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NGC 5212 (11,574 of 18,816)


oc gc pln bn dn gx gxcl ast aka lost




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NGC 5212

NGC 5212, LEDA 47640, h 1631, GC 3586

RA: 13h 32m 32.3s
Dec: +07° 17′ 38″

Con: Virgo
Ch: MSA:746, U2:195, SA:14

Ref: SIMBAD, Corwin (2004)

(reference key)

Type: galaxy (in group)

Mag: B=15.5, V=?

Size: 0.794′ x 0.269′
PA: 94°

History and Accurate Positions for the NGC/IC Objects (Corwin 2004)

NGC 5212. Seen by John Herschel on only one night, and described simply as "extremely faint," there is nothing in Sir John's position. That position follows a group of galaxies with NGC 5208 and NGC 5209 being the brightest. JH picked these two up during the same sweep in which he saw NGC 5212, as well as in two other sweeps for N5208, one for N5209. In both cases, his positions measured during the other sweeps agree with those from the night in question. So, we do not have a systematic offset to help us here.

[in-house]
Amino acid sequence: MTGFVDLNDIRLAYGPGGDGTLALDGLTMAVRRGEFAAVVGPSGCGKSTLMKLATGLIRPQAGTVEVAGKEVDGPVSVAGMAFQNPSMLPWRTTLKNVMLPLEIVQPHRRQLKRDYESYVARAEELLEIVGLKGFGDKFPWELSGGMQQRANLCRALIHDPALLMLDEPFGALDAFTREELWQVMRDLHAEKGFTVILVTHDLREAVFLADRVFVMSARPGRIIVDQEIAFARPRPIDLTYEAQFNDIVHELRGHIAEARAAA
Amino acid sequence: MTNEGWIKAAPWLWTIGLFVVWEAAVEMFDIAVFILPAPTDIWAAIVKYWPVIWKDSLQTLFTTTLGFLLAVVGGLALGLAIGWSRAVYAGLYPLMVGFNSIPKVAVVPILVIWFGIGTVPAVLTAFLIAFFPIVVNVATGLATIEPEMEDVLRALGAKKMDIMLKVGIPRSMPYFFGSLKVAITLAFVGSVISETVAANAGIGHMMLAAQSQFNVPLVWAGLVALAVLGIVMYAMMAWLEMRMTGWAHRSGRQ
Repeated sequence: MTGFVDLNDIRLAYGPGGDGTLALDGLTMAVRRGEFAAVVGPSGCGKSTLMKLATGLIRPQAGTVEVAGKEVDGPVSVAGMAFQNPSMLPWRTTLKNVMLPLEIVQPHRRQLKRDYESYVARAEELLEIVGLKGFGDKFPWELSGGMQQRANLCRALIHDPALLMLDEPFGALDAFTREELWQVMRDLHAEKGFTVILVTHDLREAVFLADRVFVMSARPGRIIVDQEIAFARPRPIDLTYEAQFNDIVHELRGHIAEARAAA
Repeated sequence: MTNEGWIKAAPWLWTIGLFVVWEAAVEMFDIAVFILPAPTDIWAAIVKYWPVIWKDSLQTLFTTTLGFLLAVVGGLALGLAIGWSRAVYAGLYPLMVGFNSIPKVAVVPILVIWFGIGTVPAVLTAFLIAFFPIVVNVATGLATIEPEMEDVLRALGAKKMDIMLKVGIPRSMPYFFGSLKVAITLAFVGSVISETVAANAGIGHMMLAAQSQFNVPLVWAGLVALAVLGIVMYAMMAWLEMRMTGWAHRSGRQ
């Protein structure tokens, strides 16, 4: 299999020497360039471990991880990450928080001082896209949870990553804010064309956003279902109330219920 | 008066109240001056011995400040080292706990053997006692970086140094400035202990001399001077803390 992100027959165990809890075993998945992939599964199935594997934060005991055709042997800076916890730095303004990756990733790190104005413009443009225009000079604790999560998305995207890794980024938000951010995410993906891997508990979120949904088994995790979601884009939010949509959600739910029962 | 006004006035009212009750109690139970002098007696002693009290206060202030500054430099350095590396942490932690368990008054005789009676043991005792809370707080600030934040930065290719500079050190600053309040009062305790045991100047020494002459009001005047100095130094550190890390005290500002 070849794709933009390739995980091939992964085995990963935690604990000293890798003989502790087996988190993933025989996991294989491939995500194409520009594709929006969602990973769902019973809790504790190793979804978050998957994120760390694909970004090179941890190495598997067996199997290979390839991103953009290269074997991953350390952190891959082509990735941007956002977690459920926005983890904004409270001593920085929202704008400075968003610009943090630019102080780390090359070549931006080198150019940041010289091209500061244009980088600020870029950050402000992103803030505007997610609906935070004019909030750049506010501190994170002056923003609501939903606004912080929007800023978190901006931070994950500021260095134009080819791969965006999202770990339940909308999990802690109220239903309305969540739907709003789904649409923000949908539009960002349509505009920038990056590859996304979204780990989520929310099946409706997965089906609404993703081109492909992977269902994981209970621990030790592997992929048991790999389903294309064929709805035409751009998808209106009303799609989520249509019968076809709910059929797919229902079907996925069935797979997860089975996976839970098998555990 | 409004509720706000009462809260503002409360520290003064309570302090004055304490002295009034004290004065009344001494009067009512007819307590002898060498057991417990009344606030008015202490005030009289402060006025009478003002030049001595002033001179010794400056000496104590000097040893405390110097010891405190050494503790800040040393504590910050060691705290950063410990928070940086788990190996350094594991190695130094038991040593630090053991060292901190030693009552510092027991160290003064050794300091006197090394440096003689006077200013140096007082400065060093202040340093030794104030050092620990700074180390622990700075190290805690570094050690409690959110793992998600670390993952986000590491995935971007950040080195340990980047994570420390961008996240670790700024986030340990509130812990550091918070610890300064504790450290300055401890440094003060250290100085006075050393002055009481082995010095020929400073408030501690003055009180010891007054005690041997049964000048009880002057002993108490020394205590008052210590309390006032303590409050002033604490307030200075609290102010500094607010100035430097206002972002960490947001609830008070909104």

Steve and Malcolm have suggested three other galaxies that might be Sir John's object. One is CGCG 045-021, 10 arcmin south but 13 seconds of time east of JH's position. CGCG 045-012 is 30 seconds of time west but 6 arcmin north. Finally, my own choice is the one that Malcolm and Steve also favor: CGCG 045-014, 27 seconds of time straight west of JH's position. This is the second brightest of the three, and has the highest surface brightness. Those factors, along with the offset (close enough to 30 seconds, a common error), make it pretty sure that this is the correct galaxy.

Published comments

Sulentic & Tifft (1973)

The RNGC (Sulentic and Tifft 1973) notes that this is a 15.5 mag galaxy. Their coded description reads SLEL,BM,SPN.

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